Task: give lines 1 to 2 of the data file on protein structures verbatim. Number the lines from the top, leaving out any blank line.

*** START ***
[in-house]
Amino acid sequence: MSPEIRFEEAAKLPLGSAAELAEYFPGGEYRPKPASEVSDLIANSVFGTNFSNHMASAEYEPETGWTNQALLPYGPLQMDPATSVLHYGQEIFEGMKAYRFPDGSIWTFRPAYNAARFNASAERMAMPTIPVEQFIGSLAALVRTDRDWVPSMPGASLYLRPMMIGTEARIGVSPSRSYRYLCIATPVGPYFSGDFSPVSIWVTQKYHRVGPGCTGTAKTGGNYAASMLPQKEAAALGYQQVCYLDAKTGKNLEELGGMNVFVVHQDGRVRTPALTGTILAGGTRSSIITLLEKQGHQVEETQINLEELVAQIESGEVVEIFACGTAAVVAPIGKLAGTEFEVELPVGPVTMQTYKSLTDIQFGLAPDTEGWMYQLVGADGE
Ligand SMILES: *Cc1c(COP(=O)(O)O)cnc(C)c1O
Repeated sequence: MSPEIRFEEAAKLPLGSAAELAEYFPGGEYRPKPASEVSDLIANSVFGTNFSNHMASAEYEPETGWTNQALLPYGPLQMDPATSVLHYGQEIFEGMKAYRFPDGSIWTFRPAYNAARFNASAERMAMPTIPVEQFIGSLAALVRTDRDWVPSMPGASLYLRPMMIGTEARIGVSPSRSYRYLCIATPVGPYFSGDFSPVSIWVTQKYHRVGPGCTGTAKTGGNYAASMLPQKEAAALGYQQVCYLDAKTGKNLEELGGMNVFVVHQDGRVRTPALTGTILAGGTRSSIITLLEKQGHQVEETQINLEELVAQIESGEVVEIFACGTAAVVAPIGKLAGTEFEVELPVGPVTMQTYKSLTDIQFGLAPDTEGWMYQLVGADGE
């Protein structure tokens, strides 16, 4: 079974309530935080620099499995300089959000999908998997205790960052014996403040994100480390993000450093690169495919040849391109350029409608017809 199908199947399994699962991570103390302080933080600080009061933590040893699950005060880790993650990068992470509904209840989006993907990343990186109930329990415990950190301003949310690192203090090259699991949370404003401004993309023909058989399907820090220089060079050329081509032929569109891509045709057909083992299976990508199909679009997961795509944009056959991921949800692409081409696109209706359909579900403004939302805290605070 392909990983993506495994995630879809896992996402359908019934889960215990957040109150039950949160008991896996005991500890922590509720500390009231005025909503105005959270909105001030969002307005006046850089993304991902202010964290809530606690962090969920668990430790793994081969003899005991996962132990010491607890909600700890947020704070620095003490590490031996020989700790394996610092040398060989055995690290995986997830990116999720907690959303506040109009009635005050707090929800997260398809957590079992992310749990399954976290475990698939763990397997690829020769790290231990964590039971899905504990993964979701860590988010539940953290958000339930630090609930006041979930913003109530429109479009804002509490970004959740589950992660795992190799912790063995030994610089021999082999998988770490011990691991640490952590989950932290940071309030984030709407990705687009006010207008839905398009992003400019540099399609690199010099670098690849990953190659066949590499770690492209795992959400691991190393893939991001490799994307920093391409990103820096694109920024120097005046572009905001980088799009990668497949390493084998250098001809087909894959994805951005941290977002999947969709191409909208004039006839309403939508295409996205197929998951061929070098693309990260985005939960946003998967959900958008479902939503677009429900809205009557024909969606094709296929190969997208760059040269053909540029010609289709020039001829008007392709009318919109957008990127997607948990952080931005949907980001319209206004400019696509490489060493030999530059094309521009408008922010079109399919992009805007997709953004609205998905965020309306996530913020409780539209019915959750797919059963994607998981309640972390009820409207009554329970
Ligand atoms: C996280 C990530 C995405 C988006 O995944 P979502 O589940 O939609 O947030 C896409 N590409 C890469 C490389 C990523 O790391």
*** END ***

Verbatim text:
[in-house]
Amino acid sequence: MSPEIRFEEAAKLPLGSAAELAEYFPGGEYRPKPASEVSDLIANSVFGTNFSNHMASAEYEPETGWTNQALLPYGPLQMDPATSVLHYGQEIFEGMKAYRFPDGSIWTFRPAYNAARFNASAERMAMPTIPVEQFIGSLAALVRTDRDWVPSMPGASLYLRPMMIGTEARIGVSPSRSYRYLCIATPVGPYFSGDFSPVSIWVTQKYHRVGPGCTGTAKTGGNYAASMLPQKEAAALGYQQVCYLDAKTGKNLEELGGMNVFVVHQDGRVRTPALTGTILAGGTRSSIITLLEKQGHQVEETQINLEELVAQIESGEVVEIFACGTAAVVAPIGKLAGTEFEVELPVGPVTMQTYKSLTDIQFGLAPDTEGWMYQLVGADGE